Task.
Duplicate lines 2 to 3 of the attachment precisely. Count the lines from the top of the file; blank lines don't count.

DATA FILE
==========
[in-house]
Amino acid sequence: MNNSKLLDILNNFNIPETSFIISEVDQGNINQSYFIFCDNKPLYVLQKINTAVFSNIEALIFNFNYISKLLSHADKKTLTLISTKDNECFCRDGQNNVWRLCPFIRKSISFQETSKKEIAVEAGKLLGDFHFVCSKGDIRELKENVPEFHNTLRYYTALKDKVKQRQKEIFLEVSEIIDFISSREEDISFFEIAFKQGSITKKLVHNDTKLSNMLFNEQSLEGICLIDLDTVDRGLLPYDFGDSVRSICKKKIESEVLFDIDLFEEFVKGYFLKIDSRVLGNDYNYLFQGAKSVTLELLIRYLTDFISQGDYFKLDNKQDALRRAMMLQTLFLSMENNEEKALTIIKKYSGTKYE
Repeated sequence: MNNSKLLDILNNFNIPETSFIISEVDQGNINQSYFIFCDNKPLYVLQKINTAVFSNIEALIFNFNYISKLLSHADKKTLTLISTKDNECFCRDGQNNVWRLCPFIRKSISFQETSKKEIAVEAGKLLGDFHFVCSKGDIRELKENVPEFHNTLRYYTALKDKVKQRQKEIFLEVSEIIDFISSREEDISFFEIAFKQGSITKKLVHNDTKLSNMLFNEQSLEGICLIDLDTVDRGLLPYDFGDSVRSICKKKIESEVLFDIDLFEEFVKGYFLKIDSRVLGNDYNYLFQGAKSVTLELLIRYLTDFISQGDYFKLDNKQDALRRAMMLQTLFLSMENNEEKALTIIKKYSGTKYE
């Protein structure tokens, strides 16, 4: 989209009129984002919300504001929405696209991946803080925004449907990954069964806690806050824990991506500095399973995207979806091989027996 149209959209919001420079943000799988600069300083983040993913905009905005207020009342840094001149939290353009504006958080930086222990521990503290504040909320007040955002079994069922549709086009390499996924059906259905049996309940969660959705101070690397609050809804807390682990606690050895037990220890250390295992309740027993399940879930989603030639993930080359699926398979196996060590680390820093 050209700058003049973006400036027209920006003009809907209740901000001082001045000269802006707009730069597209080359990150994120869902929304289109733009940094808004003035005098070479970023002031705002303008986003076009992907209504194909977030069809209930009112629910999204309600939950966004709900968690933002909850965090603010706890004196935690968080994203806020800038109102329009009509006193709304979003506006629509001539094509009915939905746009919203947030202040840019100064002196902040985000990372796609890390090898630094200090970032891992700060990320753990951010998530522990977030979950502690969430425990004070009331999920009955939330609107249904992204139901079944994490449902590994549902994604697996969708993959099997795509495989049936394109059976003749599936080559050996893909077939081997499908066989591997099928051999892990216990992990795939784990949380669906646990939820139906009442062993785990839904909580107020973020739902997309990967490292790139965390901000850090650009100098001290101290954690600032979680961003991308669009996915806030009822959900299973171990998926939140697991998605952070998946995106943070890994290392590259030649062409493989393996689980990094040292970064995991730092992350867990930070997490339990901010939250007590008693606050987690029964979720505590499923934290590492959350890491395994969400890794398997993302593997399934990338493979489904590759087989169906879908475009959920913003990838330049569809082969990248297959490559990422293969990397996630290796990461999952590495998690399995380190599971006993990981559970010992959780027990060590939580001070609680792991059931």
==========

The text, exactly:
Amino acid sequence: MNNSKLLDILNNFNIPETSFIISEVDQGNINQSYFIFCDNKPLYVLQKINTAVFSNIEALIFNFNYISKLLSHADKKTLTLISTKDNECFCRDGQNNVWRLCPFIRKSISFQETSKKEIAVEAGKLLGDFHFVCSKGDIRELKENVPEFHNTLRYYTALKDKVKQRQKEIFLEVSEIIDFISSREEDISFFEIAFKQGSITKKLVHNDTKLSNMLFNEQSLEGICLIDLDTVDRGLLPYDFGDSVRSICKKKIESEVLFDIDLFEEFVKGYFLKIDSRVLGNDYNYLFQGAKSVTLELLIRYLTDFISQGDYFKLDNKQDALRRAMMLQTLFLSMENNEEKALTIIKKYSGTKYE
Repeated sequence: MNNSKLLDILNNFNIPETSFIISEVDQGNINQSYFIFCDNKPLYVLQKINTAVFSNIEALIFNFNYISKLLSHADKKTLTLISTKDNECFCRDGQNNVWRLCPFIRKSISFQETSKKEIAVEAGKLLGDFHFVCSKGDIRELKENVPEFHNTLRYYTALKDKVKQRQKEIFLEVSEIIDFISSREEDISFFEIAFKQGSITKKLVHNDTKLSNMLFNEQSLEGICLIDLDTVDRGLLPYDFGDSVRSICKKKIESEVLFDIDLFEEFVKGYFLKIDSRVLGNDYNYLFQGAKSVTLELLIRYLTDFISQGDYFKLDNKQDALRRAMMLQTLFLSMENNEEKALTIIKKYSGTKYE